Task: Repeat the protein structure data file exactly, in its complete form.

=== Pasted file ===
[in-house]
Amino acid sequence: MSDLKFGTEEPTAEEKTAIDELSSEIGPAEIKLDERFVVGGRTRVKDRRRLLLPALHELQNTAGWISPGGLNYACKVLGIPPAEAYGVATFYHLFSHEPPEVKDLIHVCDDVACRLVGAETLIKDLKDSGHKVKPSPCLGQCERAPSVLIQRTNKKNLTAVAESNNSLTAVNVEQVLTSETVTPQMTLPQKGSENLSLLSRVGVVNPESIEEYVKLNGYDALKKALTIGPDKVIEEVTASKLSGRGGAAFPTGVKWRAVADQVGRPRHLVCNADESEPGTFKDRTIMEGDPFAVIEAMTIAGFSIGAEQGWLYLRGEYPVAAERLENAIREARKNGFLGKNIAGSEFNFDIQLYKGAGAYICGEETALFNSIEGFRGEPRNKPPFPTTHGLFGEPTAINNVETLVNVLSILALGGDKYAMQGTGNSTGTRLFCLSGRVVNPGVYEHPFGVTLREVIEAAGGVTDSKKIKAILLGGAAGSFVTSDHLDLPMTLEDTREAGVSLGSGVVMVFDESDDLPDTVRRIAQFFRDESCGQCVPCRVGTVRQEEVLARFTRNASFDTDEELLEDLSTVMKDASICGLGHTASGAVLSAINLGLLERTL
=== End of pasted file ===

[in-house]
Amino acid sequence: MSDLKFGTEEPTAEEKTAIDELSSEIGPAEIKLDERFVVGGRTRVKDRRRLLLPALHELQNTAGWISPGGLNYACKVLGIPPAEAYGVATFYHLFSHEPPEVKDLIHVCDDVACRLVGAETLIKDLKDSGHKVKPSPCLGQCERAPSVLIQRTNKKNLTAVAESNNSLTAVNVEQVLTSETVTPQMTLPQKGSENLSLLSRVGVVNPESIEEYVKLNGYDALKKALTIGPDKVIEEVTASKLSGRGGAAFPTGVKWRAVADQVGRPRHLVCNADESEPGTFKDRTIMEGDPFAVIEAMTIAGFSIGAEQGWLYLRGEYPVAAERLENAIREARKNGFLGKNIAGSEFNFDIQLYKGAGAYICGEETALFNSIEGFRGEPRNKPPFPTTHGLFGEPTAINNVETLVNVLSILALGGDKYAMQGTGNSTGTRLFCLSGRVVNPGVYEHPFGVTLREVIEAAGGVTDSKKIKAILLGGAAGSFVTSDHLDLPMTLEDTREAGVSLGSGVVMVFDESDDLPDTVRRIAQFFRDESCGQCVPCRVGTVRQEEVLARFTRNASFDTDEELLEDLSTVMKDASICGLGHTASGAVLSAINLGLLERTL